If you are a regular reader of my blog you will know that Sebastian is train mad, particularly “steamies” as he loves Thomas the Tank Engine. For his godfather’s birthday I intended to take him and Sebby to “A day out with Thomas” on the Watercress Line, but sadly he was unwell at the time and this was the first opportunity when we could all get together.
We headed to Winchester to the picturesque town of Alresford in time to see the first train of the day at 11am. I thought that we would catch the steam train to Alton and come back again but didn’t realise that there was so much to do along the track.
The Mid Hants Railway is affectionately known as the ‘Watercress Line’ due to their connection with transporting watercress from the beds in Alresford all the way in to London and this heritage railway was saved from total extinction by a band of enthusiastic volunteers in 1973. The railway currently runs the full 10 miles between the market towns of Alresford and Alton, preserving an important piece of the UK’s 1940’s – 70’s railway heritage for this generation and many more to follow.
We purchased a standard fayre which cost £40 for two adults and two children and gives you all day travel so you can make the most of your day riding the trains, exploring our stations and visiting the towns!
The first part of our morning involved exploring the station and climbing on the bridge to watch the steam trains coming in. Sebastian was fascinated by the to-ing and fro-ing, although wasn’ t too sure at first at being covered in steam when the train went underneath.
The staff are wonderful and are all kitted out in traditional uniforms. They are obviously very proud and knowledgable about both the line and the trains and were more than happy to share their knowledge with the kids both on and off the train. Sebby was so excited when we finally climbed aboard and waved to everyone and everything he saw.
The Watercress line operates a fleet of steam locomotives, most of them of the larger classes, as they are required to work hard to haul trains up and over the steeply graded line which runs through the stunning Hampshire countryside. On the day we visited they were running two trains and the first one we boarded was the SR West Country Class Wadebridge.
Each station along the route is styled from the 40’s era and look stunning with beautiful flower beds and manicured hedges. There are four stations; Alresford, Ropley, Medstead & Four Marks and Alton. We decided to travel all the way to Alton on the way out and then got on and off the trains to explore each station on the way back.
The station at Alton has small gift shop which has a working miniature railway that Sebastian didn’t want to leave, but we persuaded him back out with the promise of another ride on the real steam train, only this time we found the first class carriages and felt like students on the way to our first day at Hogwarts.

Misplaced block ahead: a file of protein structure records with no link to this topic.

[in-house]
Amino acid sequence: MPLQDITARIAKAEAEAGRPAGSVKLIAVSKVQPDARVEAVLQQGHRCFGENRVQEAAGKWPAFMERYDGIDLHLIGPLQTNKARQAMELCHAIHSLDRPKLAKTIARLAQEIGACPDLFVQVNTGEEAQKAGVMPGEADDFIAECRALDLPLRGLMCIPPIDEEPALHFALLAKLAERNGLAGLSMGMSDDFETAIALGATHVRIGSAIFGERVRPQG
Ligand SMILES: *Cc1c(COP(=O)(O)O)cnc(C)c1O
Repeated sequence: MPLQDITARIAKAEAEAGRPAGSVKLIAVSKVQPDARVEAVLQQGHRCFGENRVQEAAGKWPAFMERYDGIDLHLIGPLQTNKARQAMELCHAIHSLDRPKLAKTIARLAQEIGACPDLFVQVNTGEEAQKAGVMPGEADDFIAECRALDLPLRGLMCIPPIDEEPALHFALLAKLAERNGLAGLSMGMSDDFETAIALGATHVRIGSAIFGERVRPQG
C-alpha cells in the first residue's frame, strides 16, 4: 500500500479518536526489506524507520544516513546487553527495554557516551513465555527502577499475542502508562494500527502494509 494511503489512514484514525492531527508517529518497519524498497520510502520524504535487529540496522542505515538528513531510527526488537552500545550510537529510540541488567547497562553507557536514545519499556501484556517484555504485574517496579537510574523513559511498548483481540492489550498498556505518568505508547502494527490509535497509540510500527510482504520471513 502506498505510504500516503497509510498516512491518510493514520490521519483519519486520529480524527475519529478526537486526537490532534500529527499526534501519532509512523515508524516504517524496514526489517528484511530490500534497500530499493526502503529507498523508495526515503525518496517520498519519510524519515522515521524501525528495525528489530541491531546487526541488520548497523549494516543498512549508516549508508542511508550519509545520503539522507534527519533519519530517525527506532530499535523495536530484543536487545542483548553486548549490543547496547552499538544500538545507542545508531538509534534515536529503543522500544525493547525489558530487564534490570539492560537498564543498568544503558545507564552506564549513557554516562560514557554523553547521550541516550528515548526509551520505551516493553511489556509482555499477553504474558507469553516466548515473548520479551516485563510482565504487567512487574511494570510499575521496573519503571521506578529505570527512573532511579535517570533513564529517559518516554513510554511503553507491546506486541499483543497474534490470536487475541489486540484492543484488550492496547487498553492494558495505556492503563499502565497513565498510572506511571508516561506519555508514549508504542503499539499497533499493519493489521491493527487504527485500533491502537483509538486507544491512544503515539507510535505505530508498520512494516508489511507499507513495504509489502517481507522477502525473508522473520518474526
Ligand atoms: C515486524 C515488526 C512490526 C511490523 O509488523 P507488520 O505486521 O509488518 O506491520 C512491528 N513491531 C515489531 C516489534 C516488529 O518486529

Medstead & Four Marks station is the highest in Southern England. It is a very small, pretty and peaceful station. The gardens are worth a visit and there is an interesting display of photos in the downside platform waiting room. Medstead is the base for their Permanent Way and Signal & Telegraph Departments who tend to the track and signaling equipment, making sure the railway runs smoothly! It was between here and Ropley where the conductor told the kids a story all about a dog that belonged to one of the workers on the railway who was buried at the side of the track.
Ropley Station was our favourite though as it had the most to do for the kids with a large picnic area set in an orchard with lots of picnic tables and a climbing frame. I thoroughly enjoyed following in some famous footsteps by crossing the newly opened Kings Cross footbridge that featured in the Harry Potter films.
Over the other side of the Handyside Bridge were and we could get up close to their current restoration projects. Sebastian was in his element at being so close to all these trains and Isaac asked lots of questions as some of the engines had been stripped right back to their shell.
Also at Ropley station is a viewing platform over the engine workshop which also had a large photo display and lots of activities for the children, including colouring and dressing up. Back downstairs there was also a mock up of the Station Masters office to see too.
There was so much to see and do we spent a good two hours at Ropley and over 5 hours on the Watercress Line as a whole and that was without exploring the local towns as we stopped.
The second train we travelled on was the SR Lord Nelson Class, Lord Nelson, which looked more like the traditional steam engine I imagined.
If you want to show your kids a piece of history that is fun at the same time, this is for you “Choo Choo!!”